107. Make a guitar or other music instrument.
108. Repair old bicycles and give them to needy kids.

Saturday, September 5, 2009

One Idea in Detail: Do a Project for a Non-Profit Organization

Not-for-profit organizations are always looking for help, and I encourage retirees to sign up to provide recurring assistance, such as delivering Meals on Wheels, tutoring students or preparing meals for the homeless. On the other hand, non-profits also have needs for one-time but substantive projects requiring a major time commitment to complete - and an opportunity for a HarvilleQuarter for you.

These projects may require specialized skills you learned in your former profession or expertise you've acquired as a hobbyist or handyman. So this is not your run-of-the-mill volunteer task that requires only a strong back or ability to enter data accurately. This is a project of total immersion. You will plan, organize, carry out, perhaps supervise others, and have a deliverable at the end. You may even have a budget.

Some examples that come to mind are:
  • Implement a new computer system. This could include leading a thorough system selection process, interviewing vendors, arranging software demos, negotiating contracts, and then planning and supervising the implementation, including setting up hardware, installing software, writing documentation and training the employees and volunteers. Depending on the size and complexity of the system and the organization, this could easily outlast a single HarvilleQuarter, but if you have skills and experience to do this, you would be providing a lot of value to the non-profit. A less time-consuming variation would be helping the agency implement a system upgrade.
  • Plan and act as the general contractor for a remodeling and reconfiguration of the agency's physical space. Again, if you have the expertise to do this, the benefits to the agency will be substantial, both in financial savings and better results than if they tried to do this themselves. If your skills run more to manual labor, help remodel their office space with fresh paint and flooring, for example. If you have specific trade certifications, you can upgrade their wiring and plumbing, or re-roof their building, or reconfigure their space with new walls, cabinetry, lighting or shelving.
  • Develop a marketing plan and materials. If your pre-retirement education and responsibilities were as a marketer, you skills will be valuable to some not-for-profit. Just like companies in the private sector, they need to develop a brand, define target markets and create awareness of their services. Smaller organizations will likely not have these skills in-house and will be reluctant to use hard-won donations to pay market rates to secure them. You may also be able to help find non-retired professionals in your network to donate services with you or provide them at reduced costs.
  • If you skills tend toward writing and editing, use them for non-profits who live or die by their success in attracting grant support. Locate funding sources whose priorities match the agency's and then develop well-written proposals that underscore that match while meeting all the funder's specific proposal requirements. If you can do that, you will find a welcome mat at any number of small non-profits. Besides writing grants, you can help develop written marketing materials or redesign their newsletter, whether paper- or Web-based.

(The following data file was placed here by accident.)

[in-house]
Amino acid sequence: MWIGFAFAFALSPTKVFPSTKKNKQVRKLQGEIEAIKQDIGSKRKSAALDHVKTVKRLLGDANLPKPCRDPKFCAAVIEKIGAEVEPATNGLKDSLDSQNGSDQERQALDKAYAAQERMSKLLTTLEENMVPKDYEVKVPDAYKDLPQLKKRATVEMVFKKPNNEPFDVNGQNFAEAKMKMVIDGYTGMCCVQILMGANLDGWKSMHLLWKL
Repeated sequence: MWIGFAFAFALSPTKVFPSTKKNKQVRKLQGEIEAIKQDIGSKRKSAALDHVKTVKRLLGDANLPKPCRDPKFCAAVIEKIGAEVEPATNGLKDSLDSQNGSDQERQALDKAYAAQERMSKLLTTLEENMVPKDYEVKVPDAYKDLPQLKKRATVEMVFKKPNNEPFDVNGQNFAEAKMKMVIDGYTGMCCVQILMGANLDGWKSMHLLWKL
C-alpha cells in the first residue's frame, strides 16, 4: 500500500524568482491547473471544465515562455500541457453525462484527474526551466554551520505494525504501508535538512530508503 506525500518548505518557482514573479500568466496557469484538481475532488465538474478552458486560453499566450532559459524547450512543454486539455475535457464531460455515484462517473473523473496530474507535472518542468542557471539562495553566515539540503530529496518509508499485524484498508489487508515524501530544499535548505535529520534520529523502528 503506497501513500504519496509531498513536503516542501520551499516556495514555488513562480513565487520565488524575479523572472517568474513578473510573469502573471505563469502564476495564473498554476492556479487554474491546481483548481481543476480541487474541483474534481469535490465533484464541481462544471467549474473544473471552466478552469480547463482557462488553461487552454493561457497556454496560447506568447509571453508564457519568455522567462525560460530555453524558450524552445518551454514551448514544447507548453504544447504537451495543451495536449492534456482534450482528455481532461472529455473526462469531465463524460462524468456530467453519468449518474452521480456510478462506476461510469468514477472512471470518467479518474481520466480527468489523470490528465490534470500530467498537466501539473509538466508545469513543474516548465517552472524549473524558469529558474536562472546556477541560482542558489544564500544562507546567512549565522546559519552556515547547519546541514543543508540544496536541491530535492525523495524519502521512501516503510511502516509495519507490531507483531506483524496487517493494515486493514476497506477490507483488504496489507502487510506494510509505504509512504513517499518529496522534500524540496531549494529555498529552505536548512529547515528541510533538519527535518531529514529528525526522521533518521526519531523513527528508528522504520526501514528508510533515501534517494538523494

• Fundraising will always be a welcome skill. If your business or personal network includes well-to-do individuals with an interest in common with your not-for-profit, help just by making introductions and by acquainting your friends with the work of the agency. If you have event planning skills, take on the planning and organization of a major fundraising event or a conference. This could be a chance to try out a new fundraising activity for the agency - that will become an annual event - and attract a new set of supporters for its mission.
  • Speaking of mission, non-profits periodically revisit and redefine theirs and they usually need help in doing so. If you have a background in strategic planning or meeting facilitation, you can make the process more efficient and less painful by organizing and leading the effort. You can also help with more mundane tasks such as rewriting bylaws and charters, redesigning the committee structure and updating position descriptions.
  • And speaking of position descriptions, human resource skills in general will be valued. A small agency may not have an HR professional, so help by training staff in interviewing and supervisory skills, developing or updating the employee handbook, and ensuring the organization is in compliance with employment-related laws and regulations.
I'm sure there are many more examples that you can think of where you can take on a significant project - one that a small not-for-profit can't do for itself or hire someone else to do - where your contribution will mark a real step forward for the agency and a source of pride and satisfaction for you.

One other alternative - instead of working alone over a period of weeks or months, tap your network and put together a team. I recently worked for an afternoon with the 23 employees of a local company, Platypus Technologies, to help a food pantry deal with some growing pains. The Platypus folks divided into three teams - one painted offices and restrooms in space the pantry was expanding into, another set up used shelving and reconfigured the existing food storage area for more capacity and better flow, and a third sorted through a tremendous quantity of donated clothing, putting the clothes on hangers and arranging by size and sex. In one afternoon, the amount accomplished was inspiring. Your best contribution may be to organize a similar "swat team" for an overwhelmed non-profit director.

The photograph shows the neat and well-stocked shelves of The River Food Pantry in Madison, Wisconsin. It was reproduced from a link to Flickr on the pantry's Website,